- A third of parents feel that handheld computers and TV have had a negative impact on creativity *
- Just 10 per cent of parents get time every day to do creative activities with their children*
- Professor of early childhood education, Angela Anning suggests top tips for fuss-free creativity
Research commissioned by BIC® Kids has shown that more than a third (34 per cent) of British parents believe electronic gaming is having a negative impact on child creativity, followed by concern over what their what friends think (28 per cent). The education system, family influences and computer work were also cited as barriers to a young mind’s creative nous.
The research also revealed that in today’s hectic lifestyle, parents can find it hard to find time doing activities with their children – one of the simplest ways to inspire creativity. From the 2,000 parents surveyed, just 10 per cent spend time each day doing creative activities with their children. Under a third of parents (28 per cent) set time aside to be creative once a week, with two per cent of parents admitting to never doing this.
When ranked on a scale of 1-10, 1 being the lowest score, 40 per cent of parents gave their children a score of between 1-5 for their creativity. And it seems children are concerned about their drawing abilities too, with a third (36 per cent) of primary school aged children confessing concern to their parents about what others will think of their art work. This rated higher than concern about what others think of their appearance (33 per cent) and school grades (31 per cent).
When asked what the most important qualities are to instil in children, a third (29 per cent) of parents said ‘self-confidence’ and 22 per cent said ‘common sense’. Only 16 per cent thought it was important to instil creativity and imagination in their children.
Angela Anning, Professor of Early Childhood Education, University of Leeds, who is working with BIC® Kids said, “It’s interesting to see that creativity ranked third in what parents perceive to be important qualities to instil in their children. Whilst this is still a high score, the ability for creativity to fire the imagination and boost their development can’t be underestimated. Creativity, even the simple pleasures if drawing and colouring, instils confidence and helps develop a sense and understanding of our surroundings. It also plays a central part in many careers, so encouraging children to get creative while they’re young will put them in good stead for their future.”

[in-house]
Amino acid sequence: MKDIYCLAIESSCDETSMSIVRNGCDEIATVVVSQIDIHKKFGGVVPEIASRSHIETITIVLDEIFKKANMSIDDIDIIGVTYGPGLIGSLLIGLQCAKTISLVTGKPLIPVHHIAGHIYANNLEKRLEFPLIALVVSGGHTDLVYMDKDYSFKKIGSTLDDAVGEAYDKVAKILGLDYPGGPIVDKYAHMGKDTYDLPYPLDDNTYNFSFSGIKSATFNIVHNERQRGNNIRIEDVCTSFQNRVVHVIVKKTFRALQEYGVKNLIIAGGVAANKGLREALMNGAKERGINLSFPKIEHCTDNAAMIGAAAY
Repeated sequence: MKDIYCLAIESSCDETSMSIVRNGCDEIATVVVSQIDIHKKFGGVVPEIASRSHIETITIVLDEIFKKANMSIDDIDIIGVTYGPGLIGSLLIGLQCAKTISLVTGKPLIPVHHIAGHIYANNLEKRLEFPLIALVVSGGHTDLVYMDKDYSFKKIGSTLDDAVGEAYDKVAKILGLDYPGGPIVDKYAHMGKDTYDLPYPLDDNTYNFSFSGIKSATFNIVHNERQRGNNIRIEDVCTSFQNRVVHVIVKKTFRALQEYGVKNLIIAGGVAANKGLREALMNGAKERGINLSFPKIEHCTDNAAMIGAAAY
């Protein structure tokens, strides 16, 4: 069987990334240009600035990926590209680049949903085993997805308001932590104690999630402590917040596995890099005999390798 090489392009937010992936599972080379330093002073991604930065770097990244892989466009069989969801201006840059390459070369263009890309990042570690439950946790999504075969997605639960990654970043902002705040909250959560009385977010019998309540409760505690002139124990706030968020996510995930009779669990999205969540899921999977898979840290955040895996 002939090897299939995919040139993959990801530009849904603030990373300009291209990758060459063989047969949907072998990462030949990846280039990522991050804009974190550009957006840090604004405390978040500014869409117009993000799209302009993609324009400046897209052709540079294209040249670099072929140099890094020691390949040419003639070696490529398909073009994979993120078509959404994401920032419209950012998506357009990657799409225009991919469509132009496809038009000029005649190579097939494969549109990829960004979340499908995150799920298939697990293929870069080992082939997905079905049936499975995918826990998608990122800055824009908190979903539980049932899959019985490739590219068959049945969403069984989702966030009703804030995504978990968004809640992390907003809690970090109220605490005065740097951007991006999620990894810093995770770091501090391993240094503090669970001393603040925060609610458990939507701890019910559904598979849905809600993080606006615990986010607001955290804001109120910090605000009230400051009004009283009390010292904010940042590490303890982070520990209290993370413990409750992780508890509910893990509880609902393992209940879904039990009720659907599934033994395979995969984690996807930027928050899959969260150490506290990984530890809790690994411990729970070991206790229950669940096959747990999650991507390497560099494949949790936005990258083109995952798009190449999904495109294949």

Yolande DeTrogoff, marketing manager at BIC said, “We always like to find out more about how kids and parents like to get creative together. It’s really important for children while they’re young and we want to make it as simple, safe and fun as we can. It’s great to see that the simple pleasures of colouring and drawing still ranked as one of the number one most enjoyable activity these school holidays, ahead of video games and TV.”
Angela Anning offers parents her top five tips to boost kids’ creativity:
- Be interested in your children's creativity and join in on the playfulness
- Create the time and space for children to be creative - at the kitchen table, in front of the tv, in the bath...wherever.
- Vary the resources your children have to play creatively according to their ages – paint, felt tips, puppets, small figures, boxes, fabrics, wooden spoons, etc.
- Tune into your children's individual stories and interests and talk about them - animals, monsters, fairies, engines, cars, etc.
- Have fun together exploring music, dancing, painting, drawing, stories and playing.
Notes to editors
* Survey conducted by One Poll (August 2011) with a sample size of 2,000 parents with children of primary school age
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